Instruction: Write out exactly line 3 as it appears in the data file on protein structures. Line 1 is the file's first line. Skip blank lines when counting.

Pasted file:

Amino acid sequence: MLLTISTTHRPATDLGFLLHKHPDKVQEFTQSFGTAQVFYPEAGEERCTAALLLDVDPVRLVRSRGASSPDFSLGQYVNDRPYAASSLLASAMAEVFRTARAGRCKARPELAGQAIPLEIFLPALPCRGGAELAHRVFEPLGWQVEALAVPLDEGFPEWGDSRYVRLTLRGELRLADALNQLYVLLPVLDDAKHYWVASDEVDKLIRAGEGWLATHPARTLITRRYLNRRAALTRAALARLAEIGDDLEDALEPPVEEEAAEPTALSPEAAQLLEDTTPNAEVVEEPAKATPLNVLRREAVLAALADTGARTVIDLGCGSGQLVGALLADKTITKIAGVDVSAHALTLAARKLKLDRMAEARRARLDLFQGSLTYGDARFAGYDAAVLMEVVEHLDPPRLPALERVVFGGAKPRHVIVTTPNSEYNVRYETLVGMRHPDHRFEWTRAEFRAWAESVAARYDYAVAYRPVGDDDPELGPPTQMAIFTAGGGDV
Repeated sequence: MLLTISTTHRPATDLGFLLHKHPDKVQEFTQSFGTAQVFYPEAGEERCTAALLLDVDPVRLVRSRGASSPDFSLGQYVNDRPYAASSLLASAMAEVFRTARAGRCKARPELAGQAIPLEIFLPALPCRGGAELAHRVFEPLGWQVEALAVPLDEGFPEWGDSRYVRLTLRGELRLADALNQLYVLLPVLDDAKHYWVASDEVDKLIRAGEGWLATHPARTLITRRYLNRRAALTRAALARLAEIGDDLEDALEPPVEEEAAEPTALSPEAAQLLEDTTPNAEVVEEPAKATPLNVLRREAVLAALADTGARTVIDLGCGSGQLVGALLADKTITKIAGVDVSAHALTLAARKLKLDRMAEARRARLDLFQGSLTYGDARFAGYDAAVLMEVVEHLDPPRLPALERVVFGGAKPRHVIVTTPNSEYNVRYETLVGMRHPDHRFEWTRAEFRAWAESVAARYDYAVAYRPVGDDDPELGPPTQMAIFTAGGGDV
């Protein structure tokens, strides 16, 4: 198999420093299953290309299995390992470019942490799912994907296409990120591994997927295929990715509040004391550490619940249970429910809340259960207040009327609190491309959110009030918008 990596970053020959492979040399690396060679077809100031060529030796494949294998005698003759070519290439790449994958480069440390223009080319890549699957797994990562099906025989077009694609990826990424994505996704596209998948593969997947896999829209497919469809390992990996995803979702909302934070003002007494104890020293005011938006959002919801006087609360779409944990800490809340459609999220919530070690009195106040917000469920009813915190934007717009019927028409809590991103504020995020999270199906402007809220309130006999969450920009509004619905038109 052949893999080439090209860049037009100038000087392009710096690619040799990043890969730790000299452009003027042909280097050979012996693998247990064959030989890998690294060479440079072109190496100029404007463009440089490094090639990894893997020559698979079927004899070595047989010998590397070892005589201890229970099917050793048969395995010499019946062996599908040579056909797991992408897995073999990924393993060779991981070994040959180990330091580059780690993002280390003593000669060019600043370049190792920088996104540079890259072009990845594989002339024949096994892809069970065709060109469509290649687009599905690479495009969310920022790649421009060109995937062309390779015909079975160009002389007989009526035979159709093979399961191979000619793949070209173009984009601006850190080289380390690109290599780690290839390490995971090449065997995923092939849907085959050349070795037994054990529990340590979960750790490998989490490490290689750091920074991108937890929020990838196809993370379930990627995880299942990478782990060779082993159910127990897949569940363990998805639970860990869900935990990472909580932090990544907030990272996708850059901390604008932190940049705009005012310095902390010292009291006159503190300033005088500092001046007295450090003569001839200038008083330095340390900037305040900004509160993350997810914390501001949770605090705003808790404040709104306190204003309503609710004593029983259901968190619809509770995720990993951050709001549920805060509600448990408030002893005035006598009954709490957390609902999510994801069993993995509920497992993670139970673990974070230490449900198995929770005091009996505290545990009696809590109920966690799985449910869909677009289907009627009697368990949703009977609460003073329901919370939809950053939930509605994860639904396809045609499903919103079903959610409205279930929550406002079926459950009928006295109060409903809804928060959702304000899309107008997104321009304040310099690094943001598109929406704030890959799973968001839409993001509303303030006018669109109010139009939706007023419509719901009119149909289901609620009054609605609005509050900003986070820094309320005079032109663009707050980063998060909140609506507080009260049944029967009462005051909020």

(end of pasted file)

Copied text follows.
């Protein structure tokens, strides 16, 4: 198999420093299953290309299995390992470019942490799912994907296409990120591994997927295929990715509040004391550490619940249970429910809340259960207040009327609190491309959110009030918008 990596970053020959492979040399690396060679077809100031060529030796494949294998005698003759070519290439790449994958480069440390223009080319890549699957797994990562099906025989077009694609990826990424994505996704596209998948593969997947896999829209497919469809390992990996995803979702909302934070003002007494104890020293005011938006959002919801006087609360779409944990800490809340459609999220919530070690009195106040917000469920009813915190934007717009019927028409809590991103504020995020999270199906402007809220309130006999969450920009509004619905038109 052949893999080439090209860049037009100038000087392009710096690619040799990043890969730790000299452009003027042909280097050979012996693998247990064959030989890998690294060479440079072109190496100029404007463009440089490094090639990894893997020559698979079927004899070595047989010998590397070892005589201890229970099917050793048969395995010499019946062996599908040579056909797991992408897995073999990924393993060779991981070994040959180990330091580059780690993002280390003593000669060019600043370049190792920088996104540079890259072009990845594989002339024949096994892809069970065709060109469509290649687009599905690479495009969310920022790649421009060109995937062309390779015909079975160009002389007989009526035979159709093979399961191979000619793949070209173009984009601006850190080289380390690109290599780690290839390490995971090449065997995923092939849907085959050349070795037994054990529990340590979960750790490998989490490490290689750091920074991108937890929020990838196809993370379930990627995880299942990478782990060779082993159910127990897949569940363990998805639970860990869900935990990472909580932090990544907030990272996708850059901390604008932190940049705009005012310095902390010292009291006159503190300033005088500092001046007295450090003569001839200038008083330095340390900037305040900004509160993350997810914390501001949770605090705003808790404040709104306190204003309503609710004593029983259901968190619809509770995720990993951050709001549920805060509600448990408030002893005035006598009954709490957390609902999510994801069993993995509920497992993670139970673990974070230490449900198995929770005091009996505290545990009696809590109920966690799985449910869909677009289907009627009697368990949703009977609460003073329901919370939809950053939930509605994860639904396809045609499903919103079903959610409205279930929550406002079926459950009928006295109060409903809804928060959702304000899309107008997104321009304040310099690094943001598109929406704030890959799973968001839409993001509303303030006018669109109010139009939706007023419509719901009119149909289901609620009054609605609005509050900003986070820094309320005079032109663009707050980063998060909140609506507080009260049944029967009462005051909020």